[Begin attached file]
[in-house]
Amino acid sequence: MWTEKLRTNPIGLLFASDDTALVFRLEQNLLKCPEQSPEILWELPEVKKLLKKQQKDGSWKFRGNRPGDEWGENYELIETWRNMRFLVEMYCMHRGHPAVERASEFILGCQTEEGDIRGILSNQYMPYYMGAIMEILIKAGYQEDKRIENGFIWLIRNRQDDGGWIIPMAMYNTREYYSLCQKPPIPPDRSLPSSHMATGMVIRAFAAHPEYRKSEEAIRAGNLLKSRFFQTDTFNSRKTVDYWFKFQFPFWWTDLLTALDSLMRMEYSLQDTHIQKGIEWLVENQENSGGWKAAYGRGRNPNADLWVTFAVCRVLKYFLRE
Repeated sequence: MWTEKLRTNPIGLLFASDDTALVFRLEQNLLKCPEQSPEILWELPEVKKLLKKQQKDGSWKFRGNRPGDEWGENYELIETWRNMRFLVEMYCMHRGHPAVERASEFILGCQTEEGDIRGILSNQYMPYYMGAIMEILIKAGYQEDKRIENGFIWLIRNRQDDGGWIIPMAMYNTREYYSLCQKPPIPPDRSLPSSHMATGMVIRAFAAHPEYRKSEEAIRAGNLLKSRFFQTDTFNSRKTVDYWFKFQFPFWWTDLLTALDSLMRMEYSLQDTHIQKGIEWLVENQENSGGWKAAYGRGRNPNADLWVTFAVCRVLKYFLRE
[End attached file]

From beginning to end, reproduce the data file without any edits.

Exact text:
[in-house]
Amino acid sequence: MWTEKLRTNPIGLLFASDDTALVFRLEQNLLKCPEQSPEILWELPEVKKLLKKQQKDGSWKFRGNRPGDEWGENYELIETWRNMRFLVEMYCMHRGHPAVERASEFILGCQTEEGDIRGILSNQYMPYYMGAIMEILIKAGYQEDKRIENGFIWLIRNRQDDGGWIIPMAMYNTREYYSLCQKPPIPPDRSLPSSHMATGMVIRAFAAHPEYRKSEEAIRAGNLLKSRFFQTDTFNSRKTVDYWFKFQFPFWWTDLLTALDSLMRMEYSLQDTHIQKGIEWLVENQENSGGWKAAYGRGRNPNADLWVTFAVCRVLKYFLRE
Repeated sequence: MWTEKLRTNPIGLLFASDDTALVFRLEQNLLKCPEQSPEILWELPEVKKLLKKQQKDGSWKFRGNRPGDEWGENYELIETWRNMRFLVEMYCMHRGHPAVERASEFILGCQTEEGDIRGILSNQYMPYYMGAIMEILIKAGYQEDKRIENGFIWLIRNRQDDGGWIIPMAMYNTREYYSLCQKPPIPPDRSLPSSHMATGMVIRAFAAHPEYRKSEEAIRAGNLLKSRFFQTDTFNSRKTVDYWFKFQFPFWWTDLLTALDSLMRMEYSLQDTHIQKGIEWLVENQENSGGWKAAYGRGRNPNADLWVTFAVCRVLKYFLRE